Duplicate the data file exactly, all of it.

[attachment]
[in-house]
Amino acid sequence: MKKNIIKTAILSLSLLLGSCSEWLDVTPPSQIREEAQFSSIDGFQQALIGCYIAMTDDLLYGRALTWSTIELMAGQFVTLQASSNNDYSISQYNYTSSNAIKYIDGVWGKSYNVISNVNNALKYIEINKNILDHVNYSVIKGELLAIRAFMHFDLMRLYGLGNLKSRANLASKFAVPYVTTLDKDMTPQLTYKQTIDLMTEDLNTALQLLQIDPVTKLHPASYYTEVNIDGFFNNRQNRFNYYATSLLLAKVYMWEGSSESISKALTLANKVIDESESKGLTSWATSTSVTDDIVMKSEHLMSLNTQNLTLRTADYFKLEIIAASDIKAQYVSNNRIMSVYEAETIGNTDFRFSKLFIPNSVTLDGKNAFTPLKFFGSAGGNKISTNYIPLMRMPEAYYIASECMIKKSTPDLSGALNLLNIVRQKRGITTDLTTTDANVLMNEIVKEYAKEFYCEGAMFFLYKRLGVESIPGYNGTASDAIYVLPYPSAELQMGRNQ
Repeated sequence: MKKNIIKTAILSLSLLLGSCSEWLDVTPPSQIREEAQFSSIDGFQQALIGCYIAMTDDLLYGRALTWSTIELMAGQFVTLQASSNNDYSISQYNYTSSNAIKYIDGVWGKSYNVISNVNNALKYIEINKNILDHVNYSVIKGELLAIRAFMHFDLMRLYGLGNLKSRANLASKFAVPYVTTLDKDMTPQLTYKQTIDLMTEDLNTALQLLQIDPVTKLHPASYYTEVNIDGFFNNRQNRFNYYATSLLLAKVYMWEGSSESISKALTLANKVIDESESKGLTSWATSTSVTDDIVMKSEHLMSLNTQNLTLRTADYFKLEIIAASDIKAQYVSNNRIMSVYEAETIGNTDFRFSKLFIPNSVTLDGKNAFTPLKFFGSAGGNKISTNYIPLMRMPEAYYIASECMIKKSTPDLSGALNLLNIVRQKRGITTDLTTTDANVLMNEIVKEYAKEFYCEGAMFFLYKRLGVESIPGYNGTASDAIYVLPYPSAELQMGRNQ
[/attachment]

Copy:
[in-house]
Amino acid sequence: MKKNIIKTAILSLSLLLGSCSEWLDVTPPSQIREEAQFSSIDGFQQALIGCYIAMTDDLLYGRALTWSTIELMAGQFVTLQASSNNDYSISQYNYTSSNAIKYIDGVWGKSYNVISNVNNALKYIEINKNILDHVNYSVIKGELLAIRAFMHFDLMRLYGLGNLKSRANLASKFAVPYVTTLDKDMTPQLTYKQTIDLMTEDLNTALQLLQIDPVTKLHPASYYTEVNIDGFFNNRQNRFNYYATSLLLAKVYMWEGSSESISKALTLANKVIDESESKGLTSWATSTSVTDDIVMKSEHLMSLNTQNLTLRTADYFKLEIIAASDIKAQYVSNNRIMSVYEAETIGNTDFRFSKLFIPNSVTLDGKNAFTPLKFFGSAGGNKISTNYIPLMRMPEAYYIASECMIKKSTPDLSGALNLLNIVRQKRGITTDLTTTDANVLMNEIVKEYAKEFYCEGAMFFLYKRLGVESIPGYNGTASDAIYVLPYPSAELQMGRNQ
Repeated sequence: MKKNIIKTAILSLSLLLGSCSEWLDVTPPSQIREEAQFSSIDGFQQALIGCYIAMTDDLLYGRALTWSTIELMAGQFVTLQASSNNDYSISQYNYTSSNAIKYIDGVWGKSYNVISNVNNALKYIEINKNILDHVNYSVIKGELLAIRAFMHFDLMRLYGLGNLKSRANLASKFAVPYVTTLDKDMTPQLTYKQTIDLMTEDLNTALQLLQIDPVTKLHPASYYTEVNIDGFFNNRQNRFNYYATSLLLAKVYMWEGSSESISKALTLANKVIDESESKGLTSWATSTSVTDDIVMKSEHLMSLNTQNLTLRTADYFKLEIIAASDIKAQYVSNNRIMSVYEAETIGNTDFRFSKLFIPNSVTLDGKNAFTPLKFFGSAGGNKISTNYIPLMRMPEAYYIASECMIKKSTPDLSGALNLLNIVRQKRGITTDLTTTDANVLMNEIVKEYAKEFYCEGAMFFLYKRLGVESIPGYNGTASDAIYVLPYPSAELQMGRNQ